Grayson Perry, the Turner Prize winning artist has won the ‘Specialist Factual’ Bafta Award for his 2012 documentary on British taste. He came up to the stage, dressed as his alter ego Claire, to accept the award in a grey satin full length, Gatsby style dress, with matching shoulder-length gloves. He thanked the British public for allowing him into their homes stating; “People just don’t trust the telly anymore”.
‘In The Best Possible Taste’ was a documentary series produced by Channel 4, starring Perry. The series analyses the ideas of taste held by the different social classes in the United Kingdom. Perry who produced a series of six tapestries depicting the taste ideas of Britons, entitled “The Vanity of Small Difference.” is a well known figure on the London art scene.
In his journey to explore what our taste says about us, Grayson Perry lived amongst the upper classes of the Cotswolds in Gloucestershire, and met The Marquess of Bath and Longleat and bohemian Detmar Blow.
‘A sucker,’ as he admits, ‘for a crumbly old stately home,’ Grayson is interested in analysing the continuing hold that upper-class taste still has on the British imagination, and wanted to know whether it’s still something the rest of us should aspire to.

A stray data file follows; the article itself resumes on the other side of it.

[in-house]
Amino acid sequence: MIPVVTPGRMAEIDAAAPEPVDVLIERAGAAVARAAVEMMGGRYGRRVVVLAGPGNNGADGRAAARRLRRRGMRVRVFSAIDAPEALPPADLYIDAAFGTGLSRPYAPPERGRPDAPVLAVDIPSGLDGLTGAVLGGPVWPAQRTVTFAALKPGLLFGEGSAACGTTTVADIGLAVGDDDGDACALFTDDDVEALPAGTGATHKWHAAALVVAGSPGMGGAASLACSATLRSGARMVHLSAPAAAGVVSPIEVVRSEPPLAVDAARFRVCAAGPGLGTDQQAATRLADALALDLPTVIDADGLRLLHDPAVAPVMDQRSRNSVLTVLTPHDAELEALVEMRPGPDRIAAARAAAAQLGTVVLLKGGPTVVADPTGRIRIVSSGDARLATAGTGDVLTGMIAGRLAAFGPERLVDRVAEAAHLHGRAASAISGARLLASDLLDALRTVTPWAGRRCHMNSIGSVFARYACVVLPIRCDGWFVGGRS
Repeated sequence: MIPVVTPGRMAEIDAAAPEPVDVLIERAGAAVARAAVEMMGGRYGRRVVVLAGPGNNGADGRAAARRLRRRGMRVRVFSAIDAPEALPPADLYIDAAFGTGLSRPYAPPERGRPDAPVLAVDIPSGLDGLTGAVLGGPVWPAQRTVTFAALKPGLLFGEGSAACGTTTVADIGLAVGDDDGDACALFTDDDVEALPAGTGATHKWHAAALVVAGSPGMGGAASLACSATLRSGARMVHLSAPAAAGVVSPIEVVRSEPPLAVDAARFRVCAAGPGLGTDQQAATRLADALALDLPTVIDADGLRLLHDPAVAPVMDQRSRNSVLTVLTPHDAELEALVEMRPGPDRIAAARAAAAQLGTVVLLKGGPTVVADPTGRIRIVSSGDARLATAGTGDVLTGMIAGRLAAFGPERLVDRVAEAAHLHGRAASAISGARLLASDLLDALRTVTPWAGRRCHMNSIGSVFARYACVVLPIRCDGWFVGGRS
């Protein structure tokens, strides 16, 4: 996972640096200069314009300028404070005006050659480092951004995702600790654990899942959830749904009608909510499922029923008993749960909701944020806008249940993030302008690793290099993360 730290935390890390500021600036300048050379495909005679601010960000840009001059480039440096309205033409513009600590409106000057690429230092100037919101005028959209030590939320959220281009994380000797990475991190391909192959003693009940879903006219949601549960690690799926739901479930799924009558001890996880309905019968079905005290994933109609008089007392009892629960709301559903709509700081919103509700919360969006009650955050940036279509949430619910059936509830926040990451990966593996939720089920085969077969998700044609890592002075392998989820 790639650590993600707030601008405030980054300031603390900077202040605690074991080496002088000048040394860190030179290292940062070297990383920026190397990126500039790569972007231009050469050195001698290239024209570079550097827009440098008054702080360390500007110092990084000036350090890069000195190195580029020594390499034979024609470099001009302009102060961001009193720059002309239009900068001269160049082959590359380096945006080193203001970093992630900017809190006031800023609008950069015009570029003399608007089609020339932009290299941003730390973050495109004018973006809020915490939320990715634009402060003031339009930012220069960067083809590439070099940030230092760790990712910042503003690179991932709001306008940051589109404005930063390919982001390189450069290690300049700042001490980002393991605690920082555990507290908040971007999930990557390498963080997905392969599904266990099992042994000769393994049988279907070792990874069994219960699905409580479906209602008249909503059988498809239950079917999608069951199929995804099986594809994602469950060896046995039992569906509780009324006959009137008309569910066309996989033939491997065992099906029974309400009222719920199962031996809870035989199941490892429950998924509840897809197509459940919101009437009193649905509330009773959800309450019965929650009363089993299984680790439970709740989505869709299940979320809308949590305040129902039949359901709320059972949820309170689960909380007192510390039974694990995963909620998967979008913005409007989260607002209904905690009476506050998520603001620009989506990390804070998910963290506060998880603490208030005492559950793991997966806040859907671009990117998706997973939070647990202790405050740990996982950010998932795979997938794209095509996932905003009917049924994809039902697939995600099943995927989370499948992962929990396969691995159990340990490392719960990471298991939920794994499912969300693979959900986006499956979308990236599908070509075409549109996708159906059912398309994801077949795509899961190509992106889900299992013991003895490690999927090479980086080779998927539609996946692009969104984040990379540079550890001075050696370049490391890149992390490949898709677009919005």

He found that upper-class taste can be as much a burden as a blessing. The reverence of the people he met for tradition, ancestral inheritance and appropriateness made Grayson wonder whether that made it more difficult to develop taste of their own.
Turning instead to the ‘new money’ incomers who are increasingly buying up the Cotswolds stately homes, he asked why we assume that their taste is somehow worse than the old aristocrats’ taste.
Finally, Grayson invited all of the contributors that he met to the unveiling of the tapestries he created about their taste.